Front Row Center
By Michael Warren
Time Stands Still
By Donald Margulies
Directed by David Goldman
This well-crafted play is about the loving and sometimes stormy relationship between “Sarah Goodwin” who is a war-zone photographer, and “James Dodd” who is a writer specializing in conflict and disaster areas. When the play opens, Sarah is on crutches and her face is scarred by shrapnel. She has been sent home in James’ care after several weeks in hospital having been almost killed by a roadside bomb in Iraq. James fusses over her, and we understand that he is tormented by guilt because he left her alone in Iraq after he had a nervous breakdown over there, and he still suffers from PTSD. The scars of war are not all visible.
Later we meet “Richard Ehrlich” who is a photo editor in New York, and a very good friend to Sarah and James. In tow he brings his new and very young girl-friend “Mandy Bloom” who is sort of sweet and sort of ditsy. The actors are all amazingly good in their various roles. I can pay no higher compliment than to say that I was so engrossed in the play that I totally forgot that these were actors and we were in a theater.
Much credit must go to first-time director David Goldman who brought out the best in four first-time actors on the LLT stage. Carolyn Cothran was strong and determined as Sarah, while Greg Custer brought out the emotional frailty of James. During the play we begin to see what attracts them to each other, and also what drives them apart. Sarah is hooked on the adrenaline of the blood and guts of war, and is dedicated to showing it to the world. Greg admires her, but he also needs to find some peace in a normal family life. Ultimately these contradictions end their marriage in a touching final scene.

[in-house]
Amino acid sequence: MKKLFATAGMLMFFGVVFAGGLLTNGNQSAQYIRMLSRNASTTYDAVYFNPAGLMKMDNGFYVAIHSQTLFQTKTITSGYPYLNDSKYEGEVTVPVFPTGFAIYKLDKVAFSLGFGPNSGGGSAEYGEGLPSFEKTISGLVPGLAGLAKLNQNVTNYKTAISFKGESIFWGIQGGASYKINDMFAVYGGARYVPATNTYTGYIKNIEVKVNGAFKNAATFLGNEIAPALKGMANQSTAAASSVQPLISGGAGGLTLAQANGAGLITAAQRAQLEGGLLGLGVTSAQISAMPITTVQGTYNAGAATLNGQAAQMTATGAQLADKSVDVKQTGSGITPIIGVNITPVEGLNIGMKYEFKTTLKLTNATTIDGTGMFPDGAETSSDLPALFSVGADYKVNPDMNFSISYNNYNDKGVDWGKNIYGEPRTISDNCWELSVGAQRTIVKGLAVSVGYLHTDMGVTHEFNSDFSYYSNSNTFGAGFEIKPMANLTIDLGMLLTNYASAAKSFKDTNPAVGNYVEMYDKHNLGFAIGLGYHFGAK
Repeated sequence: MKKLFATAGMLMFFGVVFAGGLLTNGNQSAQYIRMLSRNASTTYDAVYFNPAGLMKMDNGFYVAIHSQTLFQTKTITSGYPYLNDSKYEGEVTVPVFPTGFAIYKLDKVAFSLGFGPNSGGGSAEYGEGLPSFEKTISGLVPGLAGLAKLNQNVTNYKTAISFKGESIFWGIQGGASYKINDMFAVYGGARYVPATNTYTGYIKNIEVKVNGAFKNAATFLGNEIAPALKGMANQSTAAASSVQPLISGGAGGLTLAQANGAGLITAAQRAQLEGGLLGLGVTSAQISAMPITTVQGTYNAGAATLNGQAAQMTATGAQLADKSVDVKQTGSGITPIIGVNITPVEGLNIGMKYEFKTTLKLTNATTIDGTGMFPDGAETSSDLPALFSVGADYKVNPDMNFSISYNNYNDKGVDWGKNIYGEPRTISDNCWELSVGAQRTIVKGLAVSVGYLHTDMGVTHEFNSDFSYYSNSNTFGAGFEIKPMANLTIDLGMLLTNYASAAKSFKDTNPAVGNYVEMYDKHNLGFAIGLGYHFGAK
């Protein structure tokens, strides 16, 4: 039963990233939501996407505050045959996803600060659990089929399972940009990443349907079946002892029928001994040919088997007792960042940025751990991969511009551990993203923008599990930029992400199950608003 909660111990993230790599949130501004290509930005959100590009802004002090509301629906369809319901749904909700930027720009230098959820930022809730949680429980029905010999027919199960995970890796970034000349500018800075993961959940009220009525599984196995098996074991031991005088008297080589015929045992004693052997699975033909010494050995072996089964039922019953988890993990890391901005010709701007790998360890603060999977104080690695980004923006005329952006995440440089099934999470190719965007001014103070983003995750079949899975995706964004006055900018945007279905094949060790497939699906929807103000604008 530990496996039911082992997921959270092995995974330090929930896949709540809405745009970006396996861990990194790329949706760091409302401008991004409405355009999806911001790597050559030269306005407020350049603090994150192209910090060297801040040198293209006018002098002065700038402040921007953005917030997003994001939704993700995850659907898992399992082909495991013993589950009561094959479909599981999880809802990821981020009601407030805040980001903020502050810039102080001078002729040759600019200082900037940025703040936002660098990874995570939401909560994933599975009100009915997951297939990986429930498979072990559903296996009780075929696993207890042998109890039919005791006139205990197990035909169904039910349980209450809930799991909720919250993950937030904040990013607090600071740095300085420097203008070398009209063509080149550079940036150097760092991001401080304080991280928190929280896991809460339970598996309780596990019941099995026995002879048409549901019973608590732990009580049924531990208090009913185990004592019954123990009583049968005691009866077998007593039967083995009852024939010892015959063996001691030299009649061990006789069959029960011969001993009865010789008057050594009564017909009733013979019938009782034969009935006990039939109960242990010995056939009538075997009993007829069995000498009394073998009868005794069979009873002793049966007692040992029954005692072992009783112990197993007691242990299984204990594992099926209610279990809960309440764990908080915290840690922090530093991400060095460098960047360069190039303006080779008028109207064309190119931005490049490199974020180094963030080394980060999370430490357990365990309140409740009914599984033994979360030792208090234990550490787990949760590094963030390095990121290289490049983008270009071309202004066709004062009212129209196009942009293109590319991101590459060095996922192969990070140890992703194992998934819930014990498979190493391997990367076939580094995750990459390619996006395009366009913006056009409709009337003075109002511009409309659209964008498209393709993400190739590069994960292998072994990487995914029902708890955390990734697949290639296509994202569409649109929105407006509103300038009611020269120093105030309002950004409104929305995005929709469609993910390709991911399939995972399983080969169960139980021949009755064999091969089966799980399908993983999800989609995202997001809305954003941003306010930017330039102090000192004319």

Richard is twenty years older than Mandy, and Don Beaudreault expresses his amused embarrassment and also his love for her. She brings him happiness. And Johanna Labadie is excellent as young Mandy. I particularly appreciated the scene in which she questions the morality of taking photos of strangers dying, and doing nothing to help them. What kind of person are you, if all you are is a camera? Donald Margulies has given us a powerful play that doesn’t pretend to answer such questions; instead it focuses on two people who are struggling to make meaning of their lives. The dialogue is natural – this is the way that people talk.
At the opening of the play, there were scenes of Iraq on a back-projector screen. Initially they were happy scenes of normal life, at home or in the marketplace. Gradually the scenes deteriorated as war came to the area, and at the end we saw destruction, violence and death. These scenes were extremely effective – congratulations to David Goldman and to J.E. Jack for producing the video. Win McIntosh was as always an efficient Stage Manager, and Beryl Dorscht was her Assistant. Thanks to all who worked backstage to make this play such a success. It was a very good play, well written, well directed and very well acted. Next up is Calendar Girls which should be fun – it opens on December 8.
Column: Front Row Center
Michael Warren grew up in London, England and lived on Baker Street very close to where Sherlock Holmes hung out his shingle. He graduated with an Honors degree in Mathematics from King’s College, Cambridge, which no doubt helps him to balance his check book. While a student, he edited a humorous magazine entitled “ffobia” which was widely circulated amongst his friends.